Kevin Hickey

Kevin John Hickey (February 25, 1956 – May 16, 2012), was an American left-handed pitcher who spent six seasons in Major League Baseball (MLB) with the Chicago White Sox (1981–1983) and Baltimore Orioles (1989–1991). It was with the White Sox that he was a reliever with the American League (AL) West titlist in 1983 and a batting practice pitcher for the 2005 World Series Champions.

Hickey was born on February 25, 1956 in Chicago's South Side and was raised in the Brighton Park neighborhood. He first attended St. Rita of Cascia High School on a basketball scholarship, but was expelled for excessive truancy. He completed his secondary education at Thomas Kelly High School.[1]

In August 1978, Hickey attended an open tryout held by the White Sox at Chicago's McKinley Park. Hickey was recruited after a staffer saw him playing 16" softball for the Bobcats at Kelly Park. He was the only player out of 250 to receive a contract,[2] signing a minor league deal for $500 a month.[1]

Hickey was one of several former major league players to appear in the baseball film Major League II, which was released in 1994. In it, he played the role of "Schoup".[1]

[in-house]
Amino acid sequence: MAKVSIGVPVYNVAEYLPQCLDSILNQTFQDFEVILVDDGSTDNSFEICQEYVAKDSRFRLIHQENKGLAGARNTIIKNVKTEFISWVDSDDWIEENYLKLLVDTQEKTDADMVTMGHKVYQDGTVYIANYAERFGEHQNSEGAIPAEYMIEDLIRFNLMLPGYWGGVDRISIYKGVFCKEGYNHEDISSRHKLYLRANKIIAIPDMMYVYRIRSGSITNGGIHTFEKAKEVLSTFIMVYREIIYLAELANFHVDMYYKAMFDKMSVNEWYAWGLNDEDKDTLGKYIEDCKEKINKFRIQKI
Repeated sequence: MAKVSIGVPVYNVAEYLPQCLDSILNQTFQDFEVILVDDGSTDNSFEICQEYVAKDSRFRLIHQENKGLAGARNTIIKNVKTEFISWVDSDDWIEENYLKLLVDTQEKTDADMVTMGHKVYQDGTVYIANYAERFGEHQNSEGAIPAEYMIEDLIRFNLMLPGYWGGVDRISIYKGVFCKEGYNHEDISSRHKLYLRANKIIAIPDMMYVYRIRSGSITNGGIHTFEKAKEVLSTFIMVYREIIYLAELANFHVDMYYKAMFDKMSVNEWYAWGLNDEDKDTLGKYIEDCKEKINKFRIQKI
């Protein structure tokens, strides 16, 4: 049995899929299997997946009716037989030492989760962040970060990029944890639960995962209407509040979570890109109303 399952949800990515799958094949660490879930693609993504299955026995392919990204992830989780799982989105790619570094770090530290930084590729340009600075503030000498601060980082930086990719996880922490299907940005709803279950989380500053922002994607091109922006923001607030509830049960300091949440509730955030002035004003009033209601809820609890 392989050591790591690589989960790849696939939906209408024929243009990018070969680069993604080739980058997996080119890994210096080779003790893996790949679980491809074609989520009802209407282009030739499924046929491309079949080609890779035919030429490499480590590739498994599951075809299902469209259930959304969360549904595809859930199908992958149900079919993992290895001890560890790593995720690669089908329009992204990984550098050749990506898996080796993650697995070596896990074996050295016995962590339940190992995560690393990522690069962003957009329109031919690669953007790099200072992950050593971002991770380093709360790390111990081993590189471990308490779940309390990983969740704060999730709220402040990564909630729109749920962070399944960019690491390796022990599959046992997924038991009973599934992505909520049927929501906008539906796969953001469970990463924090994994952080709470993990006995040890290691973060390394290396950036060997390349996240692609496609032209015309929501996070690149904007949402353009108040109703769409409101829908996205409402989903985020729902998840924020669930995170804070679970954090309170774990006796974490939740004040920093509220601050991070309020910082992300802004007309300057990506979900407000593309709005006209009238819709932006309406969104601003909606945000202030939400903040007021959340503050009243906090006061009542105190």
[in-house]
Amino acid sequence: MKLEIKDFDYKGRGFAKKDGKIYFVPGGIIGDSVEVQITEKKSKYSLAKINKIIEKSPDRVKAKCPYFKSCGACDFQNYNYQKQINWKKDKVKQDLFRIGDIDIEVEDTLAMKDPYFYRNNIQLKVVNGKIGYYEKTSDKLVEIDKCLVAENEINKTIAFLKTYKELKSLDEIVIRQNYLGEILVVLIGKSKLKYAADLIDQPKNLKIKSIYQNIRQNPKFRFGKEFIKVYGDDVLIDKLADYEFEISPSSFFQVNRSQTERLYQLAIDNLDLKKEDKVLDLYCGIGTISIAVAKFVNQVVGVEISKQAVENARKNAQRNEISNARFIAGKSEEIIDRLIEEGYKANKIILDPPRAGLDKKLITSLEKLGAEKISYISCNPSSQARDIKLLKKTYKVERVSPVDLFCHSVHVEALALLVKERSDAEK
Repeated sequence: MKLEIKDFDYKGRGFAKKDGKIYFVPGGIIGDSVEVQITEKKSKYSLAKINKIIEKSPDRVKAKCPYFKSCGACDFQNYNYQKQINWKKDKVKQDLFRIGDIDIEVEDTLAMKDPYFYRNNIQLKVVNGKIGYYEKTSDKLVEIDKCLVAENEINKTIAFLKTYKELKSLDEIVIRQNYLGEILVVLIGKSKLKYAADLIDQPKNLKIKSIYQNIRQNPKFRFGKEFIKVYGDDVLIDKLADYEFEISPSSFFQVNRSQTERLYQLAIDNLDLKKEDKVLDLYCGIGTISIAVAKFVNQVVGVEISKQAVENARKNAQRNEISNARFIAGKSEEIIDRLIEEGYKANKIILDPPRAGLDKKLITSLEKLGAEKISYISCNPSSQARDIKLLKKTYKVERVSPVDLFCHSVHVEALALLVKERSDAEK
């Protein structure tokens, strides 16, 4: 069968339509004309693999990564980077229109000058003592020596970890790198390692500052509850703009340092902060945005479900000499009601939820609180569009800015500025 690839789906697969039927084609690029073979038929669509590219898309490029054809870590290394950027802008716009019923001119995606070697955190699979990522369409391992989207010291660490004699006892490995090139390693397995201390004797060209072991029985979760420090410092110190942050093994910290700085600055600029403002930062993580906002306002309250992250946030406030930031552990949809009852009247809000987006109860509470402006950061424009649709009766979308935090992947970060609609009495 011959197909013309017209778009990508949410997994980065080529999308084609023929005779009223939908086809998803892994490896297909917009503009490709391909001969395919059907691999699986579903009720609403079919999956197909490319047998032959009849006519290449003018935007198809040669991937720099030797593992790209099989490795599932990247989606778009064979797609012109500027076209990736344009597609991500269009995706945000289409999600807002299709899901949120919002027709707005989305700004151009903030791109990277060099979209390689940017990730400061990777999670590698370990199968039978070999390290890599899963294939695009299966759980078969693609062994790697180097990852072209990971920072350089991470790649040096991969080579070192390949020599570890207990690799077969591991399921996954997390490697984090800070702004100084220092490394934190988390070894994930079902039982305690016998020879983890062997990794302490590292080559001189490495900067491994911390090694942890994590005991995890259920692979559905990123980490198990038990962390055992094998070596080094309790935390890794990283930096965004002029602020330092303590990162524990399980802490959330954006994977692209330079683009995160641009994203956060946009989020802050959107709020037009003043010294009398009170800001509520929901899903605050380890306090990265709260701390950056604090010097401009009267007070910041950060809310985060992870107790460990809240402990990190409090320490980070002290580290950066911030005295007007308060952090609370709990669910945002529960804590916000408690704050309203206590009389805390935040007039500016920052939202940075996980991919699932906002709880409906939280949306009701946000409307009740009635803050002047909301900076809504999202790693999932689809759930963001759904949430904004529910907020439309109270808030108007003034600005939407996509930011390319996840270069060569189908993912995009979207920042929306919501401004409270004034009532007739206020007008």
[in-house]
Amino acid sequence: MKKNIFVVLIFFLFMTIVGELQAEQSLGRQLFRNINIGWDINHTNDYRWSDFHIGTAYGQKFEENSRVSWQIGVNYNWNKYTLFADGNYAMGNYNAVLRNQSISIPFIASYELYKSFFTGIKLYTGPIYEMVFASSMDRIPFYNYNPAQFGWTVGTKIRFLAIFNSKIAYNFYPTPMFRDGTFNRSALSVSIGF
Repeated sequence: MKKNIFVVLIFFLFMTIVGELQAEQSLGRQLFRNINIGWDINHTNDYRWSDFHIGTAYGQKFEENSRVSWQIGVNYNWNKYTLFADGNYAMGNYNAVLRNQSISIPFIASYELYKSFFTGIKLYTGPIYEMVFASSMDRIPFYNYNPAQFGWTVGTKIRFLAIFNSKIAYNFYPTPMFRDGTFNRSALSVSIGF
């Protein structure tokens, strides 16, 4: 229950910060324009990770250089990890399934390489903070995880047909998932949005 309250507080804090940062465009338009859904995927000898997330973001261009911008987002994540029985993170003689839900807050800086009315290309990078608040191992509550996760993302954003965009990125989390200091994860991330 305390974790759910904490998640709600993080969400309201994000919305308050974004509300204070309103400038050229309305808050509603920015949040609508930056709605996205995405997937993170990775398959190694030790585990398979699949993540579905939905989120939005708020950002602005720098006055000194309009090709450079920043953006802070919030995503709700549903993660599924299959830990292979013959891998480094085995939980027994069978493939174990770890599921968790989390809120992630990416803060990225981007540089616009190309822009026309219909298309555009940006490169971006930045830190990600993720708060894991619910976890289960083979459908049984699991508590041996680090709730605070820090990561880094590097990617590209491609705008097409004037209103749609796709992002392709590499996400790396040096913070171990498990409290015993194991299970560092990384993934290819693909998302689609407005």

After Hickey's retirement as a player, he worked as a car salesman in Columbus, Ohio for almost ten years.[1] He then moved back to Chicago and in 2003, the White Sox hired him to be their batting practice pitcher.[1] He continued to work in that capacity for the rest of his life. On April 5, 2012, he was found unresponsive in his hotel room in Arlington, Texas. Hickey died on May 16, 2012.[1][3] He was 56.

Kevin Hickey
Kevin Hickey
Hickey in 2003 with the Chicago White Sox
Pitcher
Born: February 25, 1956
Chicago, Illinois
Died: May 16, 2012 (aged 56)
Chicago, Illinois
Batted: Left Threw: Left
MLB debut
April 14, 1981, for the Chicago White Sox
Last MLB appearance
July 6, 1991, for the Baltimore Orioles
MLB statistics
Win-Loss record9–14
Earned Run Average3.91
Strikeouts118
Teams

References

  1. ^ a b c d e f Konkol, Mark. "Kevin Hickey, a long shot who fulfilled a neighborhood dream, dies at 56," Chicago Sun-Times, Thursday, May 17, 2012.
  2. ^ Barnes, Craig (31 March 1989). "Orioles Hickey`s Call Pays Off". South Florida Sun-Sentinel. Retrieved 18 April 2012.
  3. ^ Gonzales, Mark (16 April 2012). "Sox BP pitcher Hickey transferred to Chicago hospital". Chicago Tribune. Retrieved 18 April 2012.

Sources

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